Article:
At road.cc every product is thoroughly tested for as long as it takes to get a proper insight into how well it works. Our reviewers are experienced cyclists that we trust to be objective. While we strive to ensure that opinions expressed are backed up by facts, reviews are by their nature an informed opinion, not a definitive verdict. We don't intentionally try to break anything (except locks) but we do try to look for weak points in any design. The overall score is not just an average of the other scores: it reflects both a product's function and value – with value determined by how a product compares with items of similar spec, quality, and price.
Good scores are more common than bad, because fortunately good products are more common than bad.
The Shortfit-C Racing saddle from Selle San Marco is an excellent all-round saddle that will suit those with medium to wide sit bones who want something pressure-relieving for training, sportives and even long tours. The weight is pretty good and construction quality is high for the price, meaning this should appeal to serious riders and weekenders alike.
It measures 144mm across, which isn't super-wide but enough that those with narrow sit bones might 'sink' a little into the large central cutout. For the rest of us, it feels great as soon as you take your place. I didn't find myself shuffling around to find a groove and the position was very fixed.
The actual stack is quite high as the padding is tall and deep, to the point where I needed to lower my seatpost slightly when replacing it with a much slimmer saddle on my road bike. I did wonder if all that padding would mis-shape over a longer ride and give me a sinking feeling, but after a 60-miler it held firm and I was very impressed with it. This is where the saddle's 'microfeel' cover gets to work, which Selle San Marco says is lighter than traditional materials and less deformable.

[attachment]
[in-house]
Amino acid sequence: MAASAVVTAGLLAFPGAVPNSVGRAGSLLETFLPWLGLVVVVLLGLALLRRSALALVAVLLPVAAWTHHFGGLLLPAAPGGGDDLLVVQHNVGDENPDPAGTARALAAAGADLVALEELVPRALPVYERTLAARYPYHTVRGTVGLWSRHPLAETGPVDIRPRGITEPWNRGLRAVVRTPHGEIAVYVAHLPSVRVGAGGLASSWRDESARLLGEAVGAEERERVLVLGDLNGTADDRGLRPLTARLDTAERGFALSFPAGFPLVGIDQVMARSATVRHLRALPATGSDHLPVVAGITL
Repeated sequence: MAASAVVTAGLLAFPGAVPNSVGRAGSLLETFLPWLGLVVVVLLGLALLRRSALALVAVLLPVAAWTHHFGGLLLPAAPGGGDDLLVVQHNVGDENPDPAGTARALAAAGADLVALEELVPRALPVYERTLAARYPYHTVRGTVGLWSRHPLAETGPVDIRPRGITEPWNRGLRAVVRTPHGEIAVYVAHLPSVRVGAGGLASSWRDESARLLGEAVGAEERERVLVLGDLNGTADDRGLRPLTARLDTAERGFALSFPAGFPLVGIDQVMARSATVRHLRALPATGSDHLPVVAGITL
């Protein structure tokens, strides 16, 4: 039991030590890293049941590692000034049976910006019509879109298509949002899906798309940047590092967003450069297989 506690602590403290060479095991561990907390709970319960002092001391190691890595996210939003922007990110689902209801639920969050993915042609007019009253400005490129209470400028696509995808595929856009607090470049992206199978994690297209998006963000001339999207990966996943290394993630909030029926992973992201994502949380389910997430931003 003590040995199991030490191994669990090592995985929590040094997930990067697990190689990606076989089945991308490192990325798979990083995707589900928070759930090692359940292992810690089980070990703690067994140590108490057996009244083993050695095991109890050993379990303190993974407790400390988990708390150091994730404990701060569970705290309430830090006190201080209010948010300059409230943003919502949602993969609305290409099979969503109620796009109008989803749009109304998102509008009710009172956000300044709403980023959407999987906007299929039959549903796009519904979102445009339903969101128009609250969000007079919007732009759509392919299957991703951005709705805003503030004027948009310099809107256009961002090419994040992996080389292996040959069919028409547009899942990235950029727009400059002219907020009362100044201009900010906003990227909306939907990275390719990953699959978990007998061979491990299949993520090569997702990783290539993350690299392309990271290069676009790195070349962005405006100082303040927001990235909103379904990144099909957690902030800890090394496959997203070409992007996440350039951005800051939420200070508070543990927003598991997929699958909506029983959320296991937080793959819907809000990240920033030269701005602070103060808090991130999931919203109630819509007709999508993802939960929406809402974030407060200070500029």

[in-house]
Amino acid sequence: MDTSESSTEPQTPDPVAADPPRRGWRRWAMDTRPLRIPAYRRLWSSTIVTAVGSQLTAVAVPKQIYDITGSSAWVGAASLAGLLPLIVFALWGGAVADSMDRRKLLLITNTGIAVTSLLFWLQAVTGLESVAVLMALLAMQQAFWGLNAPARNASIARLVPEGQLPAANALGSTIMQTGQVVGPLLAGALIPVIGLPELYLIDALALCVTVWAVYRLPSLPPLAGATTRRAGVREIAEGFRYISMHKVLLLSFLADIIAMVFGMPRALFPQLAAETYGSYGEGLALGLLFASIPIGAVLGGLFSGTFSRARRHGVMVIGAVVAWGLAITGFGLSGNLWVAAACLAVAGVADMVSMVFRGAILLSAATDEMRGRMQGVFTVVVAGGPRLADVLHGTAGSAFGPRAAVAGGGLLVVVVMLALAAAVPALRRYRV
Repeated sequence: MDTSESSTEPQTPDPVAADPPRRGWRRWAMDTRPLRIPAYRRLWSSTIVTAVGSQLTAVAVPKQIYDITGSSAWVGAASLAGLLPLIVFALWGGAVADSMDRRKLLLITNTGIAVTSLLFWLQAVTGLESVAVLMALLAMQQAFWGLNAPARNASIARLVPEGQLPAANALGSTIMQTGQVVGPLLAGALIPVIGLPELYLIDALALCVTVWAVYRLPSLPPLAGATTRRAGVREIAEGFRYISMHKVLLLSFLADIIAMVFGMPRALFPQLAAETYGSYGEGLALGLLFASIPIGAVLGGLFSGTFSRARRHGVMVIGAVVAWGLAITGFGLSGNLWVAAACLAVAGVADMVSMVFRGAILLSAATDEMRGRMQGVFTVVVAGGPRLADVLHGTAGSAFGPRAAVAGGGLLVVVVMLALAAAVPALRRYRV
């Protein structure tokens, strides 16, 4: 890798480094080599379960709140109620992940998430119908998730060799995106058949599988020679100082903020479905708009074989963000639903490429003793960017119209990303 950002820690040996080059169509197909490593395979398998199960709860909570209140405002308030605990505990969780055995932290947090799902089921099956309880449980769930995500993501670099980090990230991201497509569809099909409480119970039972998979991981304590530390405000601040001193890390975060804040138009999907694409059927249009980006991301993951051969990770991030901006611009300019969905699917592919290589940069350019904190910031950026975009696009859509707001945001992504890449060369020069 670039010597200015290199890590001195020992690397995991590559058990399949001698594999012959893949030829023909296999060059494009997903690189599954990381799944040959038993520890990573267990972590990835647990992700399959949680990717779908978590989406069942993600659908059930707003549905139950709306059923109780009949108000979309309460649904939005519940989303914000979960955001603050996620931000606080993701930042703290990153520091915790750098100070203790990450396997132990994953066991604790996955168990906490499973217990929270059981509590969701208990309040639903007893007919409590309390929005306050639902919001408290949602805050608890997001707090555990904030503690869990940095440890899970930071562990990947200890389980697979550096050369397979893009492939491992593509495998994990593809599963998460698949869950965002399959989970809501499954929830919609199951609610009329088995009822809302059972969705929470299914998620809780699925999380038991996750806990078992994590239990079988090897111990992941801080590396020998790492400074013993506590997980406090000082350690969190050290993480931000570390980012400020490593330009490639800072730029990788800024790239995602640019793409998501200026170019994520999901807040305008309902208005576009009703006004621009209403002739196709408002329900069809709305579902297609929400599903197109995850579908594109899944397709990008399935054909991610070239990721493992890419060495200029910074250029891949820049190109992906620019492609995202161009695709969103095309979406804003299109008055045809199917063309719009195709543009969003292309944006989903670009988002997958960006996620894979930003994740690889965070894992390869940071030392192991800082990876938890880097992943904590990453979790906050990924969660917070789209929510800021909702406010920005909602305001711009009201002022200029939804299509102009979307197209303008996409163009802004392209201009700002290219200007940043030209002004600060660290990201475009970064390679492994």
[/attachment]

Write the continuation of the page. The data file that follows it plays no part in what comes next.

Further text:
The saddle is supposed to be for riders who like a more aggressive, fixed position, but having ridden it with and without padded shorts I would consider this saddle for touring and audax riding too because it's comfy yet firm. The grip from the cover is truly non-slip, and I felt no unwanted movement on my test rides.
The rails are Xsilite, which is a blend of silicon, titanium and carbon designed to be light and strong plus resistant to weather. I've had this saddle on my bike through some horrendous conditions and so far there's no rust or real signs of wear, and the saddle feels sturdy and solid underneath me - no problems here.
This saddle's appearance is very similar to Selle San Marco's own Concor Supercomfort saddle, well received by our own George Hill, but the Shortfit-C Racing is a bit cheaper, actually weighs less, and just loses out on the carbon-reinforced shell, so to my mind it's the better buy. You can also get the Shortfit C Dynamic Saddle which is the same shape but with some material and weight trade-offs (manganese steel rails as opposed to Xsilite) for cheaper, so this might be a consideration if weight weeny-ism isn't that important to you.
Overall, I was highly impressed with the Shortfit-C Racing saddle. It eats up road buzz, is very comfortable, and although the padding is quite deep, it would still be welcome on my racing bike any time.
A lovely pressure-relieving saddle at a competitive price, providing all-day comfort on the road